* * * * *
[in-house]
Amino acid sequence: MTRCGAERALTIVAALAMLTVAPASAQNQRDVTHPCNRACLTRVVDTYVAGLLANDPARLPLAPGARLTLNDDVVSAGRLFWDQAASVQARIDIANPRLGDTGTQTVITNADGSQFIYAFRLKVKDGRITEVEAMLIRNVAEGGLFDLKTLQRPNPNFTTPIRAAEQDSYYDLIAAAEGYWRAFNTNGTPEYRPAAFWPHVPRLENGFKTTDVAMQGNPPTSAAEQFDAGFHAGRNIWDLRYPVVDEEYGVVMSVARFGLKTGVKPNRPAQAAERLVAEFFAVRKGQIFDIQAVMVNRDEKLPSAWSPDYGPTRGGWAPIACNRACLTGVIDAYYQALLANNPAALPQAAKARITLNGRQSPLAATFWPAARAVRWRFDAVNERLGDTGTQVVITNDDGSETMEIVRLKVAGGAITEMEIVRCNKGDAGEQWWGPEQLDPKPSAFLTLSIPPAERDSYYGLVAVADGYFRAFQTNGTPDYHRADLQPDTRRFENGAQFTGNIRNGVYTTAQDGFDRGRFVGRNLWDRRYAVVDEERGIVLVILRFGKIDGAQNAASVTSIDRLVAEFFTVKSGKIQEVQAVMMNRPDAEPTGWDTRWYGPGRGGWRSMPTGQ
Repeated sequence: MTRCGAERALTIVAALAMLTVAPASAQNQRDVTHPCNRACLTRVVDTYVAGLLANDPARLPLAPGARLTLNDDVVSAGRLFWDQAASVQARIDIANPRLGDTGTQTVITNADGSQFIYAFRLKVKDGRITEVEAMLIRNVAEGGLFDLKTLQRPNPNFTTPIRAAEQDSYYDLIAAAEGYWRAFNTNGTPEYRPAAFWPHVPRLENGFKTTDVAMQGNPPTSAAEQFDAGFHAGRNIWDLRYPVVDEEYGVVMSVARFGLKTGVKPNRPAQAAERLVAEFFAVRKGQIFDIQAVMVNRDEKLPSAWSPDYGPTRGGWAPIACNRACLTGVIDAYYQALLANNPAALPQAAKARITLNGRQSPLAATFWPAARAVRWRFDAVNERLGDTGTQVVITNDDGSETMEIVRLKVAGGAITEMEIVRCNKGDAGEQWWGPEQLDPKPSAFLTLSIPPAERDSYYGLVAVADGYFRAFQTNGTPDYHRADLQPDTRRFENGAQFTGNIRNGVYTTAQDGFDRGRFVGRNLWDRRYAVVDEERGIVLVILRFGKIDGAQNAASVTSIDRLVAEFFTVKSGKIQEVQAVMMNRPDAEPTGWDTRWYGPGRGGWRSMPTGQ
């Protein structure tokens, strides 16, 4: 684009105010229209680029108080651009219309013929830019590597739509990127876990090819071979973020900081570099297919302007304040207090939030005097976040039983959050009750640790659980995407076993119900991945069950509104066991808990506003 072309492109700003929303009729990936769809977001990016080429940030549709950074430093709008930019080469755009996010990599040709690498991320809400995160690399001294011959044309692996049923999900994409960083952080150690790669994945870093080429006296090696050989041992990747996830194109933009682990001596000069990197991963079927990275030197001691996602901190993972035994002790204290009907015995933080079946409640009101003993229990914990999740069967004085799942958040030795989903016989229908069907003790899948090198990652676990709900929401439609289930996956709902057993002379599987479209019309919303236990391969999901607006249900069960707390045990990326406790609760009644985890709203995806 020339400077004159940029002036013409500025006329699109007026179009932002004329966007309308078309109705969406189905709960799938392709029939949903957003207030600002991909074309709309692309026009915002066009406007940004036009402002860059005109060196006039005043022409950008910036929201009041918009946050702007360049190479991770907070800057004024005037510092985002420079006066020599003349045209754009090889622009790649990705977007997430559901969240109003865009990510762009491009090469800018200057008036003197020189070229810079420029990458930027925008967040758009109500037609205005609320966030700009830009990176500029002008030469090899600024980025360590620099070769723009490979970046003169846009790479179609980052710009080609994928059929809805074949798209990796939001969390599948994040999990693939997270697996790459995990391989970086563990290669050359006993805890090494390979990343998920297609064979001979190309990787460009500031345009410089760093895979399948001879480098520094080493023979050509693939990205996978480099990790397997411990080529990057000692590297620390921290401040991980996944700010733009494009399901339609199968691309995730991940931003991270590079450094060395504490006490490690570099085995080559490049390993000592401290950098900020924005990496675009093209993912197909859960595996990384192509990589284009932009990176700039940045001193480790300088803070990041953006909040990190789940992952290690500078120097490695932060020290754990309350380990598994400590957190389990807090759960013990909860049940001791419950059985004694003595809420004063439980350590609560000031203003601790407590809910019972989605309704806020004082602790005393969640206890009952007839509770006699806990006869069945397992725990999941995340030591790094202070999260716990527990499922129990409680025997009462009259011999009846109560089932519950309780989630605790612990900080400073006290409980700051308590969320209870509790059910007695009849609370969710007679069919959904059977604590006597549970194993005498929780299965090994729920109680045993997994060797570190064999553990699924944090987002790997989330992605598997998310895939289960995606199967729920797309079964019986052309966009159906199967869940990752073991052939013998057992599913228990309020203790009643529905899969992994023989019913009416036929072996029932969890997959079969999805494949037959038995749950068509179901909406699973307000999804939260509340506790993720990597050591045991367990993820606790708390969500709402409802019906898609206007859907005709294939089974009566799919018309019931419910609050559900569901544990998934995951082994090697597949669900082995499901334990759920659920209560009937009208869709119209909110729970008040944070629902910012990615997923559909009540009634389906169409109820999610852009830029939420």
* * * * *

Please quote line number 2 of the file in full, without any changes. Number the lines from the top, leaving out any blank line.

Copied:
Amino acid sequence: MTRCGAERALTIVAALAMLTVAPASAQNQRDVTHPCNRACLTRVVDTYVAGLLANDPARLPLAPGARLTLNDDVVSAGRLFWDQAASVQARIDIANPRLGDTGTQTVITNADGSQFIYAFRLKVKDGRITEVEAMLIRNVAEGGLFDLKTLQRPNPNFTTPIRAAEQDSYYDLIAAAEGYWRAFNTNGTPEYRPAAFWPHVPRLENGFKTTDVAMQGNPPTSAAEQFDAGFHAGRNIWDLRYPVVDEEYGVVMSVARFGLKTGVKPNRPAQAAERLVAEFFAVRKGQIFDIQAVMVNRDEKLPSAWSPDYGPTRGGWAPIACNRACLTGVIDAYYQALLANNPAALPQAAKARITLNGRQSPLAATFWPAARAVRWRFDAVNERLGDTGTQVVITNDDGSETMEIVRLKVAGGAITEMEIVRCNKGDAGEQWWGPEQLDPKPSAFLTLSIPPAERDSYYGLVAVADGYFRAFQTNGTPDYHRADLQPDTRRFENGAQFTGNIRNGVYTTAQDGFDRGRFVGRNLWDRRYAVVDEERGIVLVILRFGKIDGAQNAASVTSIDRLVAEFFTVKSGKIQEVQAVMMNRPDAEPTGWDTRWYGPGRGGWRSMPTGQ